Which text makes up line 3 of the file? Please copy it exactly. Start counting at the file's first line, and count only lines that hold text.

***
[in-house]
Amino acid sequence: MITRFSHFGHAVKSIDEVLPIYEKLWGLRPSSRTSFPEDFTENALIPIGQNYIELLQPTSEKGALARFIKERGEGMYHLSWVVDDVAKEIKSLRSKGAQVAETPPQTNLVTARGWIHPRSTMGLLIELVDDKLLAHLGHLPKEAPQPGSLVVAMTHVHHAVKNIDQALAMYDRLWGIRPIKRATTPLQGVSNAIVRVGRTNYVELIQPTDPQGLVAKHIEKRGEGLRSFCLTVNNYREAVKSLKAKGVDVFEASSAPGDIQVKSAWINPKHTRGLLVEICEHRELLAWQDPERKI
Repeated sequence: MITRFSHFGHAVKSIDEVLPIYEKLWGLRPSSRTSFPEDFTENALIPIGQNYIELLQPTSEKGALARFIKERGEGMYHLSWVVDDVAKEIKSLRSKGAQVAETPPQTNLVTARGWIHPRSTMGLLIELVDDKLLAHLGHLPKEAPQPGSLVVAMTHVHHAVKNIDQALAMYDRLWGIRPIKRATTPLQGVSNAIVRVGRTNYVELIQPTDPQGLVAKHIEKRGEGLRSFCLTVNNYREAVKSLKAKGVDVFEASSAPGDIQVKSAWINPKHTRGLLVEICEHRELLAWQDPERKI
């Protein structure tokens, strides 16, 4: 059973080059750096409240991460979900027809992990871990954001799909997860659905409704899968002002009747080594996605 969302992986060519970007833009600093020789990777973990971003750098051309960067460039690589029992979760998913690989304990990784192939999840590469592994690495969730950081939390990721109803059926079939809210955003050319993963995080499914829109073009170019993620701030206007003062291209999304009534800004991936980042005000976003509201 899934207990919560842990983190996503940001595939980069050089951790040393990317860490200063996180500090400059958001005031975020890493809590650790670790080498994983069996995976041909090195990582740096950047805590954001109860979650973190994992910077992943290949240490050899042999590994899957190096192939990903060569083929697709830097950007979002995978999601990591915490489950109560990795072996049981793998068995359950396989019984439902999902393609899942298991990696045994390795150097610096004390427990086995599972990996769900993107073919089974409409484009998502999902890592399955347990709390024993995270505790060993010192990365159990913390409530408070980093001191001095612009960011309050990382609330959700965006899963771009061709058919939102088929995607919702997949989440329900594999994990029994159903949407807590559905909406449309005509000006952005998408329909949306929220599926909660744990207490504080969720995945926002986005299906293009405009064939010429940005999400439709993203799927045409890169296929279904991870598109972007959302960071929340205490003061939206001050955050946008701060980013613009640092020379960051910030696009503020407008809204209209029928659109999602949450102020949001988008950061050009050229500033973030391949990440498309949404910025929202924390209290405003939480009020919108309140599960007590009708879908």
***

Repeated sequence: MITRFSHFGHAVKSIDEVLPIYEKLWGLRPSSRTSFPEDFTENALIPIGQNYIELLQPTSEKGALARFIKERGEGMYHLSWVVDDVAKEIKSLRSKGAQVAETPPQTNLVTARGWIHPRSTMGLLIELVDDKLLAHLGHLPKEAPQPGSLVVAMTHVHHAVKNIDQALAMYDRLWGIRPIKRATTPLQGVSNAIVRVGRTNYVELIQPTDPQGLVAKHIEKRGEGLRSFCLTVNNYREAVKSLKAKGVDVFEASSAPGDIQVKSAWINPKHTRGLLVEICEHRELLAWQDPERKI